• Children’s books

The possibilities are endless! So I’ll leave you with a quote from Helen Bryan author of War Brides and The Sisterhood.

Another good thing about research is that it’s possible to do it almost indefinitely without actually writing anything, while looking impressively busy.

Of course, it’s also possible to write lengthy articles for your blog instead of actually writing the next chapter of your novel  🙂

See you next time.

DON’T MISS OTHER POSTS ON READING & WRITING HISTORICAL FICTION.  FOLLOW A WRITER OF HISTORY (using the widget on the left sidebar)

M.K. Tod writes historical fiction. Her latest novel, TIME AND REGRET was published by Lake Union. Mary’s other novels, LIES TOLD IN SILENCE and UNRAVELLED are available from Amazon, NookKoboGoogle Play and iTunes. She can be contacted on Facebook, Twitter and Goodreads or on her website www.mktod.com.

Reflections on Writing Historical Fiction … with Kate Quinn

I’m launching a new series today and delighted to have Kate Quinn here to kick things off. The series? I’ve asked a number of well known authors to reflect on their years of writing historical fiction. Some of these authors have been writing successfully for more than thirty years. Some are based in the US, others in the UK. And they all have wonderfully successful novels.

Today, Kate Quinn discusses several topics and offers an in-depth look at what it’s been like to switch time periods.

Changing Horses Mid-Stream: An Ancient World Author Jumps To The 20th Century

“What’s a girl like you doing in a time like this?”

It’s a question I’ve grown familiar with, as a historical novelist who has made a recent, monumental jump in time periods. My first love was the ancient world, and that was where I gravitated when penning my first novels, eventually writing four set in early Imperial Rome. I made a two-book jump after that to the Italian Renaissance and the delicious cesspit that was the rule of the Borgia pope, yet it was still Italy, still Rome, still comfortably pre-modern. But my latest books “The Alice Network” and “The Huntress” pole-vault all the way into the 20th century, telling respective stories of a World War I spy ring and the World War II all-female bomber pilot regiment known as the Night Witches—and a jump that big will give you whiplash, believe me. Why, readers asked, did I make such a big change in subject and research matter?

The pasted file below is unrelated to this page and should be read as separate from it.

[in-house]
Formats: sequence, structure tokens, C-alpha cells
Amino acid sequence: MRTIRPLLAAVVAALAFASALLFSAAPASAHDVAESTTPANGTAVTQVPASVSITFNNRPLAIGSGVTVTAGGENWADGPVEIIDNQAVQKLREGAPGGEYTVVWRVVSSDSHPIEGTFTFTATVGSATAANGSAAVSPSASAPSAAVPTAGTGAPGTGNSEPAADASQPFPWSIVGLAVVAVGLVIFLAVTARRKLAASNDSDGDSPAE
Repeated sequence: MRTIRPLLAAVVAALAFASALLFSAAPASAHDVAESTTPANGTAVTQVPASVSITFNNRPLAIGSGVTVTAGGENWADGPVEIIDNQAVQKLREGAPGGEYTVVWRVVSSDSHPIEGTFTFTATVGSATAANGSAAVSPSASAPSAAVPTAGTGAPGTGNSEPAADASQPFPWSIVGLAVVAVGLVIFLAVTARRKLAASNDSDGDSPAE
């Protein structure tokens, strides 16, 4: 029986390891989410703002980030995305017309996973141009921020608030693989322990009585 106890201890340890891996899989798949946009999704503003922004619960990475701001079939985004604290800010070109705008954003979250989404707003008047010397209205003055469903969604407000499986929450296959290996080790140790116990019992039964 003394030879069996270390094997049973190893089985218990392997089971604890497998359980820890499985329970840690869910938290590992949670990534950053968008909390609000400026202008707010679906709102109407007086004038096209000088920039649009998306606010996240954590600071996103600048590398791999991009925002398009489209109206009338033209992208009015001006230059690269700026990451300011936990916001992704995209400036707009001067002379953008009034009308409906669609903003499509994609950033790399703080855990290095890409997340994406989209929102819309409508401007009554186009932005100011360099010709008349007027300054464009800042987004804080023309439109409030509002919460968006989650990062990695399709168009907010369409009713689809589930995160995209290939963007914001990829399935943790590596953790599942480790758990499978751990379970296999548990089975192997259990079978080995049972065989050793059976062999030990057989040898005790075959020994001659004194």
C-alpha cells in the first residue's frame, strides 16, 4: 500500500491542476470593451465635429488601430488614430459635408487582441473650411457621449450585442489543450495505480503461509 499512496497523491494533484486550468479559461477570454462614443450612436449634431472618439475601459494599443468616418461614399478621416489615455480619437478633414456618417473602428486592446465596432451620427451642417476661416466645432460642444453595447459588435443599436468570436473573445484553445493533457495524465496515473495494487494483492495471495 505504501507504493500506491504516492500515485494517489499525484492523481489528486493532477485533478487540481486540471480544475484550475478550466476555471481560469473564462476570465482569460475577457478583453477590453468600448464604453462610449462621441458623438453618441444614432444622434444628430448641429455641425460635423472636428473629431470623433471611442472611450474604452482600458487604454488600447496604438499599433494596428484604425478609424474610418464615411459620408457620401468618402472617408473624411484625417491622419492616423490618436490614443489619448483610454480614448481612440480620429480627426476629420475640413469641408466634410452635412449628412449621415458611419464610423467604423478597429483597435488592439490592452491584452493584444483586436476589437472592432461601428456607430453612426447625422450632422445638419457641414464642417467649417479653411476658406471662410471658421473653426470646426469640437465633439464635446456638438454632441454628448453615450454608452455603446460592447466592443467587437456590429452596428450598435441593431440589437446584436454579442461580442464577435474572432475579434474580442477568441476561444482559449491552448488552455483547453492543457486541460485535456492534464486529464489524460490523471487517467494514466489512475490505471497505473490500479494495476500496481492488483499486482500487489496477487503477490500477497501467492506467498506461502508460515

Part passion, and part practicality. I have always been a writer with far more story ideas teeming in my head than I can ever get round to writing, and there were always some 20th century notions lurking among the plots about Roman empresses and Renaissance courtesans. I started giving those fledgling ideas some serious consideration when I looked at the market and saw the recent boom in 20th century historical fiction. 

Now, I can’t write what I don’t love—I don’t think any author can—but the question here wasn’t “Can you write in an era you don’t love?” It was “Can you learn to love a new era?” The answer turned out to be “yes.” I like the 20thcentury a lot, and once “The Alice Network” bloomed into a full-fledged story in my mind, it positively begged to be written. “The Huntress” followed right on its heels.

Making a jump this big does have its scary moments, though. After writing four books in ancient Rome and two in the Renaissance, I was very comfortable in those worlds. I know the courtship customs, the vocabulary, the period-appropriate coinage and clothes and food, and I have it all at my fingertips without needing to look much of anything up. Writing in a historical era you know well is like lounging around in your favorite Pjs, or dog-paddling through the shallow side of the swimming pool. Taking on an entirely new historical era feels like being tossed head-first into the deep end: I was researching everything in a frantic effort to acquire the kind of familiarity with the era that novel-writing requires. Because it isn’t getting a battle’s date wrong that will sink your story; concrete dates and bare-bones facts are for the most part easy to look up—it’s the tiny details like not knowing if a zipper would be on the back or the side of a woman’s dress in 1947, or how much afternoon tea would cost with rationing laws in place. Those are the things that are hard to dig up, and I sweated bullets researching “The Alice Network” and “The Huntress.”

But it was worth it. I’m proud of my 20th century novels, and I hugely enjoyed writing both. I still love ancient Rome and the Italian Renaissance, and I plan to pen more -stories set there . . . but for the time being, I’m enjoying my jump to the 20th century, and have no plans to leave just yet!